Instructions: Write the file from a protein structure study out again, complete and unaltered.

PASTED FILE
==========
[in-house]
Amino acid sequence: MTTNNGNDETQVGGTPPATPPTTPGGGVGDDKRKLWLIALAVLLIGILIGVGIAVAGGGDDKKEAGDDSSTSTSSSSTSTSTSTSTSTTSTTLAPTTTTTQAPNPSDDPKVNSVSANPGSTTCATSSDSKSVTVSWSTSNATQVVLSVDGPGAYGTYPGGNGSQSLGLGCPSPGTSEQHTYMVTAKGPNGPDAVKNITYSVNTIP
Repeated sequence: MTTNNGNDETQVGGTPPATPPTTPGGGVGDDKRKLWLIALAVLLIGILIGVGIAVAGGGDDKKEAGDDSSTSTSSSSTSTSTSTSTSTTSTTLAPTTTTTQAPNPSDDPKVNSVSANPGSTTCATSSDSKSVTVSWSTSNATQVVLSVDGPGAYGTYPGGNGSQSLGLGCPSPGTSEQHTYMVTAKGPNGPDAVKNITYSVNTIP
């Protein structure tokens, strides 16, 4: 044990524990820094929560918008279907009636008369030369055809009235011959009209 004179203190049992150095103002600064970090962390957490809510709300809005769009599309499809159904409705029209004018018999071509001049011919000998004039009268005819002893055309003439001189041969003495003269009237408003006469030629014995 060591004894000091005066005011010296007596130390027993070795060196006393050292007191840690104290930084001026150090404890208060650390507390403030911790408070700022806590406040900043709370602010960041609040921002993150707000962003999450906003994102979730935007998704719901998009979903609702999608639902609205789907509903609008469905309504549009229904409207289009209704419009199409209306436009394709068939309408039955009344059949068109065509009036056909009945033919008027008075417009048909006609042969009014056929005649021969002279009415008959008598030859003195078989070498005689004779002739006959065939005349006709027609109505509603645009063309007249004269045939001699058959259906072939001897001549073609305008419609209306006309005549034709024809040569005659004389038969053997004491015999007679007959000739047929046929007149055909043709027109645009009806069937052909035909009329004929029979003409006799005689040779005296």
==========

[in-house]
Amino acid sequence: MTTNNGNDETQVGGTPPATPPTTPGGGVGDDKRKLWLIALAVLLIGILIGVGIAVAGGGDDKKEAGDDSSTSTSSSSTSTSTSTSTSTTSTTLAPTTTTTQAPNPSDDPKVNSVSANPGSTTCATSSDSKSVTVSWSTSNATQVVLSVDGPGAYGTYPGGNGSQSLGLGCPSPGTSEQHTYMVTAKGPNGPDAVKNITYSVNTIP
Repeated sequence: MTTNNGNDETQVGGTPPATPPTTPGGGVGDDKRKLWLIALAVLLIGILIGVGIAVAGGGDDKKEAGDDSSTSTSSSSTSTSTSTSTSTTSTTLAPTTTTTQAPNPSDDPKVNSVSANPGSTTCATSSDSKSVTVSWSTSNATQVVLSVDGPGAYGTYPGGNGSQSLGLGCPSPGTSEQHTYMVTAKGPNGPDAVKNITYSVNTIP
């Protein structure tokens, strides 16, 4: 044990524990820094929560918008279907009636008369030369055809009235011959009209 004179203190049992150095103002600064970090962390957490809510709300809005769009599309499809159904409705029209004018018999071509001049011919000998004039009268005819002893055309003439001189041969003495003269009237408003006469030629014995 060591004894000091005066005011010296007596130390027993070795060196006393050292007191840690104290930084001026150090404890208060650390507390403030911790408070700022806590406040900043709370602010960041609040921002993150707000962003999450906003994102979730935007998704719901998009979903609702999608639902609205789907509903609008469905309504549009229904409207289009209704419009199409209306436009394709068939309408039955009344059949068109065509009036056909009945033919008027008075417009048909006609042969009014056929005649021969002279009415008959008598030859003195078989070498005689004779002739006959065939005349006709027609109505509603645009063309007249004269045939001699058959259906072939001897001549073609305008419609209306006309005549034709024809040569005659004389038969053997004491015999007679007959000739047929046929007149055909043709027109645009009806069937052909035909009329004929029979003409006799005689040779005296």